What happened? Pollsters, sociologists and gay rights leaders say the answer lies in large part in the culturally explosive word "marriage," which entered the debate after the Supreme Court ruling in June. The word came first from Justice Antonin Scalia, who in a sharp dissent to the sodomy decision accused the court of having "largely signed on to the so-called homosexual agenda." He predicted that same-sex marriage would be the logical next step.

Social conservatives quickly took up the warning that traditional marriage as Americans knew it was gravely endangered. President Bush was pressured by his conservative supporters to oppose gay marriage publicly, which he did last month in the Rose Garden — when he used a question about homosexuality to talk specifically about gay marriage.

In other words, same-sex marriage suddenly became The End of the World As We Know It. The Right-Wing Noise Machine went into high gear, and support for marriage equality fell dramatically.

Standing Athwart History, and Getting Run Over

By the end of 2004, support for marriage equality had fallen to where it had been approximately ten years previously. The forces of bigotry had a dozen wins racked up for the year. Some analysts were even crediting them with the re-election of Bush via increased conservative turnout for anti-marriage ballot measures.

Ever since then, however, support for marriage equality has only grown, although the growth seems to have slowed down for the election years of 2008 and 2012. Currently, the rate of change is at record highs at about 10 points of net support per year (at least until the next Fox poll chimes in—Fox polls have, shockingly, almost always shown the lowest numbers of all).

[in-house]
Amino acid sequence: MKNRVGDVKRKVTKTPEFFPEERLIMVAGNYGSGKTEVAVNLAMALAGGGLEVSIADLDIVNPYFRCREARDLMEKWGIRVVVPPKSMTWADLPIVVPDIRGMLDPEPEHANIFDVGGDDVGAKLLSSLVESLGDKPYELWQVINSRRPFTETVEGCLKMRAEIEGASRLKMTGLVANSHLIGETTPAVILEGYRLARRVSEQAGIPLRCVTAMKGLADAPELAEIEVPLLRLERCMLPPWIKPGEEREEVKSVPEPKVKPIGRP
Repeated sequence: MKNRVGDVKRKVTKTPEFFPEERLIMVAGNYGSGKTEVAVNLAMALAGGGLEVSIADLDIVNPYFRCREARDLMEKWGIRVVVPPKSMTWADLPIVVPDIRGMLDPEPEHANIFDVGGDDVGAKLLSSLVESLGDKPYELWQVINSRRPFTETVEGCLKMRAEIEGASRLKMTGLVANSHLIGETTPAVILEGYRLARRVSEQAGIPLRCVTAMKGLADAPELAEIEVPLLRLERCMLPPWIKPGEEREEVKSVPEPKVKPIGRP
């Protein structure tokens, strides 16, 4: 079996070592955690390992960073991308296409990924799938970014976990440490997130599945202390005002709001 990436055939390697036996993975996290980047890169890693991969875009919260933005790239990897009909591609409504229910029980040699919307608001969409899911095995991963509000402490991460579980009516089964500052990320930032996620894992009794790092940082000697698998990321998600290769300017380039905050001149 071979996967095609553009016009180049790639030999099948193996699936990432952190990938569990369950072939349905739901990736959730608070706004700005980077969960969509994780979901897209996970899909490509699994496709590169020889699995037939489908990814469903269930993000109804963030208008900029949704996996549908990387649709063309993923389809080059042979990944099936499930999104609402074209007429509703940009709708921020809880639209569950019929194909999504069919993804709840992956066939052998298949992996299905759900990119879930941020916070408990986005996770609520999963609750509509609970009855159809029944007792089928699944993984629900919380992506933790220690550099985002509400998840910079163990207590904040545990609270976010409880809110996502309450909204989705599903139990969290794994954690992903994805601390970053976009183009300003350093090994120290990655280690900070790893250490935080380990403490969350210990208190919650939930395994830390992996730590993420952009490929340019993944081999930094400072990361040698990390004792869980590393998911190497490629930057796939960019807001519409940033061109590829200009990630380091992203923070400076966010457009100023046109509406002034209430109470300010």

Interestingly, two recent major events appear to have had little effect on public opinion. Obama's interview supporting marriage equality and the Supreme Court's ruling on the constitutionality of DOMA don't seem to have interrupted the trends in progress at the time. This doesn't mean, however, that they had no effect on public opinion. For instance, perhaps without the DOMA ruling, public opinion would have stalled out last summer. Also, they could have had temporary effects that aren't apparent on this graph. PPP state polls did show, collectively, larger increases in support for same-sex marriage in the month following Obama's announcement; the trendline in the graph above shows this was a short-lived phenomenon, however.

Today, support for marriage equality is very strong in the United States, even among young Republicans. The string of defeats has petered out while the rapid-fire successes are beginning to seem almost commonplace, as state after state begins to issue marriage licenses to same-sex couples.

Data sources

The two most comprehensive data sources are PollingReport.com and the American Enterprise Institute(!). For one poll, the oldest (1985), I can find no information other than a brief discussion of the results in a 2008 post by Charles Franklin. Please note that wording varies from one poll to another. Wins and losses are marked as of the day a bill is signed, a ballot measure is passed, or a court decision is handed down (even if it is stayed).

Originally posted to Daily Kos on Sat Mar 29, 2014 at 12:00 PM PDT.

Also republished by Kossacks for Marriage Equality.